Remember Beneficiary Options
Quick! What are the beneficiary options under the regulations concerning required minimum distributions (RMDs) that were issued on April 17, 2002
? A recent blog entry discusses these options and the importance of the distinctions.
In “Working with the Beneficiary Options In the 2002 RMD Regulations
,” a recent PenChecks blog entry, William Grossman writes that there are different sets of rules based on whether the participant’s death occurs before, or on or after, the required beginning date (RBD) under the terms of the plan.
The rules contained in TD 8987
regarding distributions based on when the participant dies include the following.Before RBD
Distributions can be made:
- under the five-year rule, which requires that the entire interest of the employee be distributed within five years of the employee's death regardless of who or what entity receives the distribution;
- under the life expectancy rule, which requires that any portion of an employee’s interest payable to (or for the benefit of) a designated beneficiary be distributed, commencing within one year of the employee’s death, over the life of the beneficiary;
- under special rules that apply when the designated beneficiary is the employee’s surviving spouse, including a special commencement date for distributions to that surviving spouse; and
On or After RBD
- on or before the end of the calendar year immediately following that in which the employee died, if the designated beneficiary is not the employee’s surviving spouse.
- If an employee dies after distribution has begun, the applicable distribution period for distribution calendar years after that in which the employee died is one of the following:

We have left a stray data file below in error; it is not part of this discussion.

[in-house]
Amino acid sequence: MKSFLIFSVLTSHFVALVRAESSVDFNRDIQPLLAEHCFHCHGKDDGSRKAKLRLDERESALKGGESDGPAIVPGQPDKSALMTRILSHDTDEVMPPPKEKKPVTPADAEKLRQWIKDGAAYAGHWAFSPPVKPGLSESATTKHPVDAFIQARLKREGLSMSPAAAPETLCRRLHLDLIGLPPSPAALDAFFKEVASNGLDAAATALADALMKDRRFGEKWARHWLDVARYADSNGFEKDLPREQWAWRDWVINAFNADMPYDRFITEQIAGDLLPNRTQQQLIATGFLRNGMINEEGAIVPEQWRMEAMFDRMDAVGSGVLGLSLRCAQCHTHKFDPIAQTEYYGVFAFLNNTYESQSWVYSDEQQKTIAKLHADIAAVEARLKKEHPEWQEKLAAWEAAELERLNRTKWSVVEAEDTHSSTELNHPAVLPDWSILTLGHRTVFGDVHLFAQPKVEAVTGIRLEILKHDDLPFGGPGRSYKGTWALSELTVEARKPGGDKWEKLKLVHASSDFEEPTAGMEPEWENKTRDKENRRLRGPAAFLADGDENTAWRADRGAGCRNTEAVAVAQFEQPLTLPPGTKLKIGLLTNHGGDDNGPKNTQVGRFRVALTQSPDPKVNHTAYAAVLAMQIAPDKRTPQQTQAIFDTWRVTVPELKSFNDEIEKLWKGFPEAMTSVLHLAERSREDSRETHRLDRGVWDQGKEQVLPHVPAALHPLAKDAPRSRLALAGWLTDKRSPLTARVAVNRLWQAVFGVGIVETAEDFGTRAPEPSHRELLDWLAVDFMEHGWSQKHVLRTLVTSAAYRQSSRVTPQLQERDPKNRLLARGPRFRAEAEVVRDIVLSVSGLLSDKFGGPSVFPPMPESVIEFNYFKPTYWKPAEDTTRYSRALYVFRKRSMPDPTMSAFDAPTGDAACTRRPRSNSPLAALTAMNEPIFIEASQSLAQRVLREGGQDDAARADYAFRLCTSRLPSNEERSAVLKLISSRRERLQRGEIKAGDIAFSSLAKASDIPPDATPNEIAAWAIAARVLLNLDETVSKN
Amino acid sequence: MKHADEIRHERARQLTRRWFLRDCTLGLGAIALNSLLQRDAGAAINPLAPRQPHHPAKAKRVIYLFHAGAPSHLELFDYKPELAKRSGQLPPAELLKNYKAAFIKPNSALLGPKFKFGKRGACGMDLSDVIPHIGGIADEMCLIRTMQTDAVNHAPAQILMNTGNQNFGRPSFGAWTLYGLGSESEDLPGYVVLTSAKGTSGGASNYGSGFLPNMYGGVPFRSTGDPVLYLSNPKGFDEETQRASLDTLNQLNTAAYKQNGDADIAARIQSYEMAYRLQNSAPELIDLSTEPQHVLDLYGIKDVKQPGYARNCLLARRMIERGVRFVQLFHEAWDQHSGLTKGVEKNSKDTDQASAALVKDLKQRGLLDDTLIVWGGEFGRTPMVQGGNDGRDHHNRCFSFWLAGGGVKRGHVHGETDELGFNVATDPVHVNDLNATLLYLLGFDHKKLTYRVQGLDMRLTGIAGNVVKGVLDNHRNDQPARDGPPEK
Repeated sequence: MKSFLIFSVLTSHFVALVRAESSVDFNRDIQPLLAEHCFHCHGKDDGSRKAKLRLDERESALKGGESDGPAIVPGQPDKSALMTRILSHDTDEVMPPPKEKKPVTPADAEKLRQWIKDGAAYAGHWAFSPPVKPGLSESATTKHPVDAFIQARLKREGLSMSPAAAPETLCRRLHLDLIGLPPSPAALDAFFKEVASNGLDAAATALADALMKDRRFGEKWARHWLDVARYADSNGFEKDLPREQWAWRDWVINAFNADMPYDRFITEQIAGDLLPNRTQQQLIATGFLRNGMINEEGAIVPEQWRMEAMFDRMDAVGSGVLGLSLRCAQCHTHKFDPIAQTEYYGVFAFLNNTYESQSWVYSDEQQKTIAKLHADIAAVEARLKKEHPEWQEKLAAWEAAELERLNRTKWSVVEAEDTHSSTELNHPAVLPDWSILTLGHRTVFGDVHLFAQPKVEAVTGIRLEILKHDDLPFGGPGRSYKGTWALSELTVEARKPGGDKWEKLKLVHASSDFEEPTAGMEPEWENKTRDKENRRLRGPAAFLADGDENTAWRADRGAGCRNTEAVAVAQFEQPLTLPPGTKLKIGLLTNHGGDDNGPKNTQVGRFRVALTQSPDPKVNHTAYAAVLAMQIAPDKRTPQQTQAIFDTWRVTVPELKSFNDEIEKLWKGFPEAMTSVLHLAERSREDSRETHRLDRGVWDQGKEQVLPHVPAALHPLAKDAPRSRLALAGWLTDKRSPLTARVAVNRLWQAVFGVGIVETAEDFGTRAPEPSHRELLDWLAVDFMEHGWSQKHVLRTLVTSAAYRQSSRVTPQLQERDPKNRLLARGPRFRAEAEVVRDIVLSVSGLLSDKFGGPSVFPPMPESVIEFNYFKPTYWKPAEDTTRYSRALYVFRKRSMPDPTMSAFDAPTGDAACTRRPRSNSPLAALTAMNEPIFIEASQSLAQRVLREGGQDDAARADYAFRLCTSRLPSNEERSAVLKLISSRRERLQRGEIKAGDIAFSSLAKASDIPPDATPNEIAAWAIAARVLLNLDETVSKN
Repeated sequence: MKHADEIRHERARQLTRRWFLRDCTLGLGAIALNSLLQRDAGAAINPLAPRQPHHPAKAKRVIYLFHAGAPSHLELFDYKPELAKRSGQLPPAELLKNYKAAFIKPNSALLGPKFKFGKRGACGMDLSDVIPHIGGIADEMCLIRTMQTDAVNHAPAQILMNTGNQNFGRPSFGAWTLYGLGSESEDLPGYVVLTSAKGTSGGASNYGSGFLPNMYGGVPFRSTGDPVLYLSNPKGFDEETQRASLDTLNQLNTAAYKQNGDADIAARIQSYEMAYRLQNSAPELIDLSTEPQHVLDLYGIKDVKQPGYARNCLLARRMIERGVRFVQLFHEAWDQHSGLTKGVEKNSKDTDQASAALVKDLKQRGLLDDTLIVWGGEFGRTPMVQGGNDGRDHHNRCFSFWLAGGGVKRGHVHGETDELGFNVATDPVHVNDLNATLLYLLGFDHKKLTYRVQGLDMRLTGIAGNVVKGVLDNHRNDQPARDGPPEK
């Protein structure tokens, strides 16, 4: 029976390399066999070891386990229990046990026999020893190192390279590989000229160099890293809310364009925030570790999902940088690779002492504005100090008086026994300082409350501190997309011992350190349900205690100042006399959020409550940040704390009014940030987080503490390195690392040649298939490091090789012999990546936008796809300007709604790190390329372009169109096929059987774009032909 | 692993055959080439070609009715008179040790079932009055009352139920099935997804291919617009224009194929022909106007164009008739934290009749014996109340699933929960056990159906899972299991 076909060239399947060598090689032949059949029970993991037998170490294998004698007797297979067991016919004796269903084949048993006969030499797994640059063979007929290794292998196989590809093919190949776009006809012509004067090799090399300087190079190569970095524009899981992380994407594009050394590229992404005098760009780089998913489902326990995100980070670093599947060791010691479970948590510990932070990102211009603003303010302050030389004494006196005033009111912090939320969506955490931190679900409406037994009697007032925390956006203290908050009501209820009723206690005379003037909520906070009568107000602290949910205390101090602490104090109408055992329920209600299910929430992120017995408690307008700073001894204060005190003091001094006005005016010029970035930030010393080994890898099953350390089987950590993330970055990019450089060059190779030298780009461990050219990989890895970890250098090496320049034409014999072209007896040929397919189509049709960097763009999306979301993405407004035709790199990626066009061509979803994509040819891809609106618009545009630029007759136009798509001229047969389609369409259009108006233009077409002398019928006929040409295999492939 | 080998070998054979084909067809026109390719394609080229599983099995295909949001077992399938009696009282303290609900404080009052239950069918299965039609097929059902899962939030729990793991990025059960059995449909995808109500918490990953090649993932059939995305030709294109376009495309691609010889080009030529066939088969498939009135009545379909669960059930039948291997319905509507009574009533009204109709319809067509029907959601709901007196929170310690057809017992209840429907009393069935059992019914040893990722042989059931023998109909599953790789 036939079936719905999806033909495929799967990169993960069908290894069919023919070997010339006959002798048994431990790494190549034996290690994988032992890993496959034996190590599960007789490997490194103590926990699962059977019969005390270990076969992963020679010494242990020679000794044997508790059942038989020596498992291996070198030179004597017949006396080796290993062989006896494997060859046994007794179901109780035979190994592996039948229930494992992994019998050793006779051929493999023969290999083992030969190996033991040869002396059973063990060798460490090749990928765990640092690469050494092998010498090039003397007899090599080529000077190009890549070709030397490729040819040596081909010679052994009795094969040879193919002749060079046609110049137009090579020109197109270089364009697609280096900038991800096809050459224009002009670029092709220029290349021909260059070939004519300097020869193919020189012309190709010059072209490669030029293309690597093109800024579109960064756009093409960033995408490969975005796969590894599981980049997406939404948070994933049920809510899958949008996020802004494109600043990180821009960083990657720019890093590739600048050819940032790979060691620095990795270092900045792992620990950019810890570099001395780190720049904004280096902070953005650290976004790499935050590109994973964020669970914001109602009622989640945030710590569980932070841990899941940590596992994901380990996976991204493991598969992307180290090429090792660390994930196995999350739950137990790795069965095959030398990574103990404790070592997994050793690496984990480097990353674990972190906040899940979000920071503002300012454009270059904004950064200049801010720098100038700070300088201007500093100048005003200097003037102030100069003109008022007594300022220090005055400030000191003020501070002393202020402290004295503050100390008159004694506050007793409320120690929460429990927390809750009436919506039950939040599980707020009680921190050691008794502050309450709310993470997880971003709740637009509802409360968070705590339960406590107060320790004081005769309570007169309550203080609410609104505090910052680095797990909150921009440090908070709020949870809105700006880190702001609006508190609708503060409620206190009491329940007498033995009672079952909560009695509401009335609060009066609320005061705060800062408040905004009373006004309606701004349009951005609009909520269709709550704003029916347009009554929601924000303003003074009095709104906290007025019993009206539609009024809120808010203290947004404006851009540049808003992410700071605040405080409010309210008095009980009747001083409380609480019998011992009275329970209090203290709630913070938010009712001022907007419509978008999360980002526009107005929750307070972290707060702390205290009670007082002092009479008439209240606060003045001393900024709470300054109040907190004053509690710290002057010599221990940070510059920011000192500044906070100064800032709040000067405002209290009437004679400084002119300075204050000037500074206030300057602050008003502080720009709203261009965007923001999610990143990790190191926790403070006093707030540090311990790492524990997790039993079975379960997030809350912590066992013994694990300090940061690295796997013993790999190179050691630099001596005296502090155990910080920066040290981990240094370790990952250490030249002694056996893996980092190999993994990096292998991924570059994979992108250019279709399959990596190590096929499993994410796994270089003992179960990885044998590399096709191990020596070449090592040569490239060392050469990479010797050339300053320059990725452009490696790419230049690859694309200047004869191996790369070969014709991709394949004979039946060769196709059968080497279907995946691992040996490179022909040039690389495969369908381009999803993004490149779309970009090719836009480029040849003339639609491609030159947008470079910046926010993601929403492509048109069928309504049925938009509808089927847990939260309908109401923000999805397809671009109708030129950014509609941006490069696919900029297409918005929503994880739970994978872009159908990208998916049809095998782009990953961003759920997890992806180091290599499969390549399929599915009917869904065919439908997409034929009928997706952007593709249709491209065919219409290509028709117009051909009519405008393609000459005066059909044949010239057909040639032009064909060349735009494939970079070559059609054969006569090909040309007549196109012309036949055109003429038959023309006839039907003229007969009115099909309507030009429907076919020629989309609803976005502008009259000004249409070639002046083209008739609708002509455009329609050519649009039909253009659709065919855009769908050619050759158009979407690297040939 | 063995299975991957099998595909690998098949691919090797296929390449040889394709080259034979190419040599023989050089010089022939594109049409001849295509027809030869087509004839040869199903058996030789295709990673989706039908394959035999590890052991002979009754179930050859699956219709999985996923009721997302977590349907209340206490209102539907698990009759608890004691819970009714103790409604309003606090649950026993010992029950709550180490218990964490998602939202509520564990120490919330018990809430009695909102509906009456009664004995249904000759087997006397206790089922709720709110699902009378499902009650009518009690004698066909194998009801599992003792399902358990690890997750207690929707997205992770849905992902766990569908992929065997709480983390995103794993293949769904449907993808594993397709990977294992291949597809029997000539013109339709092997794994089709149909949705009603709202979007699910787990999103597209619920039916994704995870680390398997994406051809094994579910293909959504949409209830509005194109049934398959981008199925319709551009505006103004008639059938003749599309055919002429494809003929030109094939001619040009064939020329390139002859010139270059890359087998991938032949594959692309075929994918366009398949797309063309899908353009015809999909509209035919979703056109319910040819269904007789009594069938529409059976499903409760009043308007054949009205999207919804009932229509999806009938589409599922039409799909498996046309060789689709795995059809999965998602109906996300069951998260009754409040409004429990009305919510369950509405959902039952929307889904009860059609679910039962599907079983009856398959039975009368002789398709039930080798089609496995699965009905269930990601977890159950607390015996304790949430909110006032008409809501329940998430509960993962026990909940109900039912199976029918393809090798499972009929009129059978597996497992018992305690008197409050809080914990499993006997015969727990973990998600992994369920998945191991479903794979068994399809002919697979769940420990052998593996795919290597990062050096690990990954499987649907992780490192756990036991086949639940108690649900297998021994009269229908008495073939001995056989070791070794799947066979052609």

1. If the employee has a designated beneficiary, the longer of (a) the remaining life expectancy of the employee’s designated beneficiary; and (b) the remaining life expectancy of the employee; or
2. If the employee does not have a designated beneficiary, the remaining life expectancy of the employee.
- The applicable distribution period measured by the beneficiary's remaining life expectancy is determined using the beneficiary's age as of the beneficiary's birthday in the calendar year immediately following that in which the employee died. In subsequent calendar years, the applicable distribution period is reduced by one for each calendar year that has elapsed after the calendar year immediately following that in which the employee died.
Grossman notes that the plan sponsor can provide in the plan that a beneficiary can choose the five-year rule, life expectancy installment payments, both, or neither of these options. If the plan sponsor chooses to allow beneficiaries to choose one or neither, he writes, a beneficiary may directly roll funds to an inherited IRA within the appropriate amounts of time, and use the life expectancy method, or the five-year rule as appropriate, as the method by which distributions will be made from the inherited IRA.
“Thus, when discussing options with beneficiaries, it is critically important to know your plan document provisions as well as the regulations,” Grossman cautions.